These delicious noodles and salty broth dishes have been popular in Montreal for many years. Tasty, comforting and indispensable on colder days, ramens allow us to enjoy a delicious Japanese cuisine classic. Here is a selection of the best places to savour this traditional dish, all over Greater Montreal.
Also known as Ramen-Ya, this restaurant is part of the so-called Izakaya category. Izakayas are Japanese pubs where you stop to eat, drink sake, spend time with friends; in general they are quite noisy and festive places. You'll find on the menu of this restaurant several Japanese classics such as gyozas or chirashis, but especially tasty ramens. You have the option of creating your own ramen by choosing your favourite topping and broth.
Ichifuku’s menu is mainly devoted to ramens, so you will understand that the selection found there is particularly authentic. This small place located in the Shaughnessy village will surprise you with their appliance, that makes homemade noodles, visible from the window when passing in front of the restaurant. Every noodle is made with love for each bowl of soup prepared there. If you have trouble making a choice, we recommend the Tonkotsu ramen, which are made with a pork bone broth, the one with garlic oil is simply delectable.
You’ll understand right away the popularity of the place by noting the queue that is almost always present. Do not get discouraged, the service is fast and the wait is worth it. Also located in Shaughnessy village, this restaurant is Korean, which is less traditional when it comes to ramen, but we still find some variations in this region. Moreover, the one served with melted cheese is particularly delicious, but spicy lovers will love the kimchi one.
As explained above, Kinoya is an Izakaya type of restaurant. On the other hand, this one specializes a little less in ramens, you’ll find there more fish dishes like sashimis or even fried dishes like tempura, squid and others. We find only one ramen on the menu, which allows it to be executed perfectly for the happiness of our taste buds. Mainly composed of vegetables, roasted sesame seeds and a boiled egg, you can also choose the garnish you want to add and the broth. For sake lovers, Kinoya has an interesting selection, Kampaï!
Yokato Yokabai is a charming little restaurant located on Plateau Mont-Royal. Nicknamed the "ramen house", this is probably the best place to eat this noodle dish in this area. What makes them a little more unique, everything is homemade, without using MSG (a very popular additive in the Asian cuisine as it adds the umami so much sought after in the kitchen). You’ll find on the menu mainly ramen and a few sides to eat with. It is also possible to leave with a sweet treat such as pockys (very popular biscuits in Japan), which are on sale on site.
Biiru is a funky and trendy Japanese bistro where you go for a drink and share dishes with friends in a pleasant and festive atmosphere. You’ll find one choice of ramen among the signature dishes on the menu, composed with a chicken broth, pulled pork, an egg and an element that Quebecers particularly love; cheese curds! They’re other Japanese specialties on the menu such as karaage chicken, sashimi and agedashi tofu (fried tofu) as delicious as well. Located downtown, Biiru is the perfect option to start your evening on a Friday night.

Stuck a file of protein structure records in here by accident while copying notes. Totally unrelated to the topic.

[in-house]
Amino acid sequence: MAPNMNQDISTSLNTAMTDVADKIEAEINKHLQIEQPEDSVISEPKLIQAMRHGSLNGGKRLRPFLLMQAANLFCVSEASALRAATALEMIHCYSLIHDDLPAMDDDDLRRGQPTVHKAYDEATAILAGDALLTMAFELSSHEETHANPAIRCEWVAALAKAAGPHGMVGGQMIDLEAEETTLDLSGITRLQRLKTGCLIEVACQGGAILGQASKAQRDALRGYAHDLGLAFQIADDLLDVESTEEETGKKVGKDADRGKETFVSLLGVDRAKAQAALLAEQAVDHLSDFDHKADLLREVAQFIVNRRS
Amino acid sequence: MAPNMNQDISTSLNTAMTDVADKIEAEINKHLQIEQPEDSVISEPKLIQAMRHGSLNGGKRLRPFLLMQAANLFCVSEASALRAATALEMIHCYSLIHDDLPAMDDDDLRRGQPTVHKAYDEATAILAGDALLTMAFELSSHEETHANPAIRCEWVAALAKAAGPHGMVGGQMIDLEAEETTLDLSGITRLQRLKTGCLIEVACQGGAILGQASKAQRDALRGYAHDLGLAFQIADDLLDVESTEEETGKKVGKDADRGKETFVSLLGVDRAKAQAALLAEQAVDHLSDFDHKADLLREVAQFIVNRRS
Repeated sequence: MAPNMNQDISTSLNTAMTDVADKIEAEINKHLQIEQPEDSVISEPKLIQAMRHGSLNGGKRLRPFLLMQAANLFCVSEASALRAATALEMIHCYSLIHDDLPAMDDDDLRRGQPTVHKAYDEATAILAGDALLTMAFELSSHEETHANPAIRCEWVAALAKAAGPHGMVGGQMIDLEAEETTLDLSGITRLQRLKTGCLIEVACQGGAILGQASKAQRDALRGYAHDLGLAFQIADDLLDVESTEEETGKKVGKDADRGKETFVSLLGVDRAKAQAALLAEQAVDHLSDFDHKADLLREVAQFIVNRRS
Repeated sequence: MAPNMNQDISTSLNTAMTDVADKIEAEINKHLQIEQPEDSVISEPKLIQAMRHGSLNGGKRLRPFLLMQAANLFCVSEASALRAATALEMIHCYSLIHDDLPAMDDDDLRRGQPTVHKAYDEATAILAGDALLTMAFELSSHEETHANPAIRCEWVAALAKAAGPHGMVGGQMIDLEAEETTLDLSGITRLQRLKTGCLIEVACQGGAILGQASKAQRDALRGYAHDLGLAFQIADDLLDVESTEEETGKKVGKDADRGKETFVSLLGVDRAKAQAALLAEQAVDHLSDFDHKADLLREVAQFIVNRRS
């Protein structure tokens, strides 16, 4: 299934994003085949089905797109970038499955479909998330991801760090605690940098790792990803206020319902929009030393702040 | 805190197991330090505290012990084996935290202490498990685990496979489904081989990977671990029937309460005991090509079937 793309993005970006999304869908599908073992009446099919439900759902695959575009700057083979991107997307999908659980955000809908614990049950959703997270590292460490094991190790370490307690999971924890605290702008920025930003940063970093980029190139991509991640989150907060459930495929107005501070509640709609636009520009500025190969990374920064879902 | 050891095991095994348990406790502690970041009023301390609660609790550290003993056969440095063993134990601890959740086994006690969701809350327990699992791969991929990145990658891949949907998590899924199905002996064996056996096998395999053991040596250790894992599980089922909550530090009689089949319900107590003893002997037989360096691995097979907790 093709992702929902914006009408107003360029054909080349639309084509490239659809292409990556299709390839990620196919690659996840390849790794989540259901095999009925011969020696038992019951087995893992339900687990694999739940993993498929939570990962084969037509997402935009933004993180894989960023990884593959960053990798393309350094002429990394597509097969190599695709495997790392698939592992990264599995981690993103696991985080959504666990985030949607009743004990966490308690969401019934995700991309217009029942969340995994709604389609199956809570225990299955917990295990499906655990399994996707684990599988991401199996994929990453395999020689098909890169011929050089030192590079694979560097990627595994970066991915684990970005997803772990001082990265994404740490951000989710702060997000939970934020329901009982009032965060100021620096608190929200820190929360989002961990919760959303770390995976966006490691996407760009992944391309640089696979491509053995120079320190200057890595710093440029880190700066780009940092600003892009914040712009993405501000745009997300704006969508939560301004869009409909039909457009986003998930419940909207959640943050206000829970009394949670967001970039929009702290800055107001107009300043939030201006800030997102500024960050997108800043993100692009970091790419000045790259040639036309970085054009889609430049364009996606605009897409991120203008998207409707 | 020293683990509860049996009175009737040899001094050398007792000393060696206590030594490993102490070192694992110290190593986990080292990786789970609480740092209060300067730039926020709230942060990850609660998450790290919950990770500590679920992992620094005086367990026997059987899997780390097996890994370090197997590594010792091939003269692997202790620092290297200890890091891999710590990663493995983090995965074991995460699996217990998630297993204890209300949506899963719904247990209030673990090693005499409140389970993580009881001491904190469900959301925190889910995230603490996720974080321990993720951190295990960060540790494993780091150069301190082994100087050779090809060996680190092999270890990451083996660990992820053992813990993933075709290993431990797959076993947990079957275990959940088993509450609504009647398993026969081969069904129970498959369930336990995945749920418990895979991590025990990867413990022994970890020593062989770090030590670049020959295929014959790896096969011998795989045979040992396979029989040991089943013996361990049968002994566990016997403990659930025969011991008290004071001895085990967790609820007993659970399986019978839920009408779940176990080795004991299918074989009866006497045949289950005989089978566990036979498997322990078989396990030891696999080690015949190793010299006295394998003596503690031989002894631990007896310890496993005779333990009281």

Thazard is a modern Asian tavern with creative and revisited Asian dishes from many regions. This is the perfect place to share many small dishes with friends, such as various kind of gyozas, steamed buns or grilled squid. In terms of ramen, two choices of mini-ramen are offered, a vegetarian one and a spicy noodle one. Since they are small, why not try both! To complement with your meal, we advise you to try one of the famous signature cocktails of the place.
Open since 2010, Big in Japan is known for its restaurant, but also for its beautiful hidden cocktail bar at the back. You reach the restaurant by Saint-Laurent Street, the owners really wanted to give the appearance of a Japanese snack bar to the place. On the menu, you'll find various choices of ramen and udon soups, which are also a fairly typical Japanese dish. The casual but trendy atmosphere will certainly please you!
Tsukuyomi is the perfect place for lunchtime in the Mile End. This very cute little place offers a short menu, but well thought out and very affordable. There are mainly Tonkotsu-style ramens, which are made from pork bone broth, but a vegan option is also available on the menu. To accompany your soup, let yourself be tempted by a ramune, a very popular Japanese soft drink.
Kazu is now open since 8 years and this is not what prevents its traffic every day it is open. When you enter the twenty seats restaurant, you feel like you're no longer in Montreal. It is noisy and not very intimate, but how welcoming the employees are and the quality of the food served there and nowhere else is priceless. Only one choice of ramen is on the menu, believe me only one is enough to convince you. The menu is also full of Japanese specialty of all kinds; I highly recommend the shrimp burger during your visit.
In addition to being a must for ramen in Montreal, Kinton also exists elsewhere in Canada as well as in Korea. It is clear that the menu differs in every location, but you’ll find in each place the same four steps formula: The selection of the broth, the flavour, the noodle type and the garnish or extras to add on the soup. You can have your soup with small hot or cold sides to share, which are also available.